The first candidate is to the right of the Sun in both pans and has summit outcrops that are prominent even in the photographs.
When Dave got back to the LM, he took the time at 167:10:16 to take a number of 500mm shots to the east, including a portrait of the northern candidate. Thirty five years after the fact, it is impossible to know with certainty why Dave took these photographs and none of the southern candidate. The one clue we have is the following exchange Dave and Jim had late in the drive back to the LM:
166:38:03 Scott: Boy, look at the few big boulders up there. Yeah, that's pretty neat.A detail may show the boulders discussed here. They are near the summit of the northern candidate. This exchange and Jim's earlier description lead me to believe that the northern candidate is Big Rock Mountain.
166:38:07 Irwin: Up on the slope of...
166:38:08 Scott: Yeah.
166:38:09 Irwin: It's appropriately named, don't you think?
166:38:11 Scott: Yes, it is. (Pause) It's the only one around here.
However, based on the clear evidence of Jim's description during the drive back from Station 10, I believe that Jim was applying the name Big Rock Mountain to one of the summits in the Swann Range. Certainly, Jim was not describing Mt. Hadley. In addition, I am not aware of any instances of the Apollo crews giving new names to previously named lunar features. Because of a conflict with the International Astronomical Union over names chosen by the crews for previously-unnamed features that raged throughout the Apollo years, I doubt that the crew would have seriously considered weakening their asserted naming rights by proposing to rename so prominent a feature as Mt. Hadley. Based on the evidence in hand, I believe the northern candidate more closely matches Jim's description than does the southern candidate.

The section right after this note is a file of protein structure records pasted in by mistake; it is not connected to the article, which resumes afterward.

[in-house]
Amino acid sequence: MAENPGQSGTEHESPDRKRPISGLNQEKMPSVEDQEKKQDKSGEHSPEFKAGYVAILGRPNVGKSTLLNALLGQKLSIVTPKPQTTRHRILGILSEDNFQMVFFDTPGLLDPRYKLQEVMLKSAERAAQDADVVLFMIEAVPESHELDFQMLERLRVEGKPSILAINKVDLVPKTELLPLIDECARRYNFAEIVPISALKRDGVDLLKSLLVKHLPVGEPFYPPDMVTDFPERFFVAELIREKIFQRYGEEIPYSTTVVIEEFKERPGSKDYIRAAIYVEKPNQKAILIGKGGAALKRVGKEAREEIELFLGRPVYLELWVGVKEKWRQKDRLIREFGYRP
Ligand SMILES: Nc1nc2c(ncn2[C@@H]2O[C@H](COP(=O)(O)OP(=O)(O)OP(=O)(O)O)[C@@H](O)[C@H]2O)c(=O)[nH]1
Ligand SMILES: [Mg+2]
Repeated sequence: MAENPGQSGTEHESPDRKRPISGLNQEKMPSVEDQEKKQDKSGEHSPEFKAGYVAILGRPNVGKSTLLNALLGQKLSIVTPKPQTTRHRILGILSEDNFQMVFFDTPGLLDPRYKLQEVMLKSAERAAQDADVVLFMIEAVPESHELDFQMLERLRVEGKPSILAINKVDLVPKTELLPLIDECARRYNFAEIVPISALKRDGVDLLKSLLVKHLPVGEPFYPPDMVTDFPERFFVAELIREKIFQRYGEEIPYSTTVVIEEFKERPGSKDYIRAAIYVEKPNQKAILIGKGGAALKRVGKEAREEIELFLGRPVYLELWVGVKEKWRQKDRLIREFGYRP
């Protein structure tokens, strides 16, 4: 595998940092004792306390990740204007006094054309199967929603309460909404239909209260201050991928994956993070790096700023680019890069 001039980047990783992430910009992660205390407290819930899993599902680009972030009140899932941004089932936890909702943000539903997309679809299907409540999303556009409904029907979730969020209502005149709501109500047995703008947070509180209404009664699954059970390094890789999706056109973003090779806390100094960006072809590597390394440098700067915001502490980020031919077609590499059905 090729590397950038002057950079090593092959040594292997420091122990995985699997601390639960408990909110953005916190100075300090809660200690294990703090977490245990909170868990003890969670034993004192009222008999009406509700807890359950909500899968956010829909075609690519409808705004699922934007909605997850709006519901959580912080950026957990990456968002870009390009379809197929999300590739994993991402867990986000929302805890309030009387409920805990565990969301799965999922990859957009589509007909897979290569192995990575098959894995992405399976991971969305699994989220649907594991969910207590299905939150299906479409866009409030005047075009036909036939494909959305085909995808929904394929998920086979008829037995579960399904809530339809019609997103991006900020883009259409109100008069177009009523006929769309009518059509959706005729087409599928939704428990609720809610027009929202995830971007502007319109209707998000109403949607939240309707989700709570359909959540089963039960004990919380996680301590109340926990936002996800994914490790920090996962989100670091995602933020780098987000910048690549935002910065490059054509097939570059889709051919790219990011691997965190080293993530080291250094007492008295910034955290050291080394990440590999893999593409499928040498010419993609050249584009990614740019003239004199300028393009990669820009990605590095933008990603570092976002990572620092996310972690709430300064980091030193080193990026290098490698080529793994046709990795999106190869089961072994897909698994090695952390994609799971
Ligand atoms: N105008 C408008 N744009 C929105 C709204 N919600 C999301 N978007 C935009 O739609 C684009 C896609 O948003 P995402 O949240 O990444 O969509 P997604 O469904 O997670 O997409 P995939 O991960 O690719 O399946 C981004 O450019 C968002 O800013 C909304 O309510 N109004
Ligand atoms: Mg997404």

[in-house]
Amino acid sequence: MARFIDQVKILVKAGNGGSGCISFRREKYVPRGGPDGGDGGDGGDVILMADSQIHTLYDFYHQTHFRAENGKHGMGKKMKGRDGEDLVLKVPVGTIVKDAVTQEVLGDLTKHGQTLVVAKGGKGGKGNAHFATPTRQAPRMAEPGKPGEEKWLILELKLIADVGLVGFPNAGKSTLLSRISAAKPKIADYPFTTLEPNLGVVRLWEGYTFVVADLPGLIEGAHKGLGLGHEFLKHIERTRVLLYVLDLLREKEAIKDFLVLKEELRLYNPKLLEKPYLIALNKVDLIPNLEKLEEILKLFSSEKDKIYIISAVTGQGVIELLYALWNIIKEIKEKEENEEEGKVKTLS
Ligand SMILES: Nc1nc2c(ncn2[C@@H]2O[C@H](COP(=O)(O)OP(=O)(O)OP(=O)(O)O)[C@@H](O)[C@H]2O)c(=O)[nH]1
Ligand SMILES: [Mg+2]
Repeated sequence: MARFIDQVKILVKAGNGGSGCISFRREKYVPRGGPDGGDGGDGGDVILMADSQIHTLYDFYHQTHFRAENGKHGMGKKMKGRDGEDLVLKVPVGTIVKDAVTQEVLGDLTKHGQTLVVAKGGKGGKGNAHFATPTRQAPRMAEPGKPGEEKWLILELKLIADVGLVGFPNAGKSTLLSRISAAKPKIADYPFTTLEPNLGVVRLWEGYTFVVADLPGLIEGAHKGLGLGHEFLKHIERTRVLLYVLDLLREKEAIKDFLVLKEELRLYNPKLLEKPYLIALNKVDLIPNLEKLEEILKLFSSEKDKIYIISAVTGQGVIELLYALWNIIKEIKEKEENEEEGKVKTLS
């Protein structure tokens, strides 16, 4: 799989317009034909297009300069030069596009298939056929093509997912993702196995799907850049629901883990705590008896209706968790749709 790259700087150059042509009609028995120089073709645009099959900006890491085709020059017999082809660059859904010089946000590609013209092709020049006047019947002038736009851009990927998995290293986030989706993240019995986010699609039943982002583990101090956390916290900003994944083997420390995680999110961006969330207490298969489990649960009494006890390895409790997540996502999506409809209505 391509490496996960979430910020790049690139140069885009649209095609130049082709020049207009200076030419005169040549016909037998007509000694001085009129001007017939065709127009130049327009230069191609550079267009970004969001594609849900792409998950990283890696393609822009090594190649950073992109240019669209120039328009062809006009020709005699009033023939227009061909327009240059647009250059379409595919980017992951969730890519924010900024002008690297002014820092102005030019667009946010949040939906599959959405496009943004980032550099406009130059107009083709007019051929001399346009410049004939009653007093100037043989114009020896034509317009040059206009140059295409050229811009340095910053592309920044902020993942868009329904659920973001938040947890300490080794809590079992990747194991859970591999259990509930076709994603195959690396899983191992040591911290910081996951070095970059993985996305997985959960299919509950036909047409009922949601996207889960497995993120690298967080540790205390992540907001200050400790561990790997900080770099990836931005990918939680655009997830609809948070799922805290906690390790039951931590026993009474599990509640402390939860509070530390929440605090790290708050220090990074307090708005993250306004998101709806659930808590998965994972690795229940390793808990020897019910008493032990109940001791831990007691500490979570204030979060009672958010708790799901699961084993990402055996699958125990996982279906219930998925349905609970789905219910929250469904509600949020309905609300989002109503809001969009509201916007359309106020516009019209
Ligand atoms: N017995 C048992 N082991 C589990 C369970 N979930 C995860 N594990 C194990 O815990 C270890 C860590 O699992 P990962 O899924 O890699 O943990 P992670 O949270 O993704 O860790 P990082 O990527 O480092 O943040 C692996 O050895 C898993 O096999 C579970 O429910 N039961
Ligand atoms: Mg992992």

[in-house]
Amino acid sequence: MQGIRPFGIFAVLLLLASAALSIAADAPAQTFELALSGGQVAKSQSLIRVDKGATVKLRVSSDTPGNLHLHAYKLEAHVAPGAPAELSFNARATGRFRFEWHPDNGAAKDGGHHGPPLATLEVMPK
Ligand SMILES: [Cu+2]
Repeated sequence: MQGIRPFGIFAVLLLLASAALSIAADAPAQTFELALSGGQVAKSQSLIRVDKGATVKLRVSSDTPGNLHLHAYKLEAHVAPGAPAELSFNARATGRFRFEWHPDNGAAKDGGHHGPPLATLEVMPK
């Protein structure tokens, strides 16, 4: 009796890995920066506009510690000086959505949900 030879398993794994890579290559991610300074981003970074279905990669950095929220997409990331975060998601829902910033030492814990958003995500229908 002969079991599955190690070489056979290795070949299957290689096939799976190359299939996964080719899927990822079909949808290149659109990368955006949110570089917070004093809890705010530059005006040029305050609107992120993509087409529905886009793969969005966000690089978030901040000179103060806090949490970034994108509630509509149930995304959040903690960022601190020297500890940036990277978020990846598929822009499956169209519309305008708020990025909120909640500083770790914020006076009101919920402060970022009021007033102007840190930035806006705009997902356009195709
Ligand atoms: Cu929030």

106:57:23 Irwin: When you finish with the 500, Dave, I have the other camera.[The third camera has a 60-mm lens and a color magazine.]106:57:25 Scott: Okay. Try not to hit my foot there. (Long Pause) Looking back into the Sun is almost useless, Joe. Really blots everything out.[Dave has turned to the east to take a 500-mm mini-pan of the base of Mt. Hadley.]106:57:57 Allen: Rog, Dave. Any sign of the big mountain back there?
106:58:02 Scott: Yeah. You can see Big Rock Mountain back there!
106:58:07 Allen: Roger. Copy Big Rock Mountain. (Long Pause)[Note that, at 106:57:57, Joe was not passing on a question from the Backroom but, rather, was reminding Dave to mention Petrone's mountain.]Although there are no explicit clues as to the identity of Big Rock Mountain in this exchange, the eastern portion of Dave's B & W pan shows the scene.
Eastern portion of Dave's B & W SEVA panDave took the pan at 106:54, which corresponds to 0028 GMT/UTC on 31 July 1971. The solar azimuth and elevation were 96.4 and 13.4 degrees, respectively.
with Mt. Hadley on the left and Silver Spur on the far right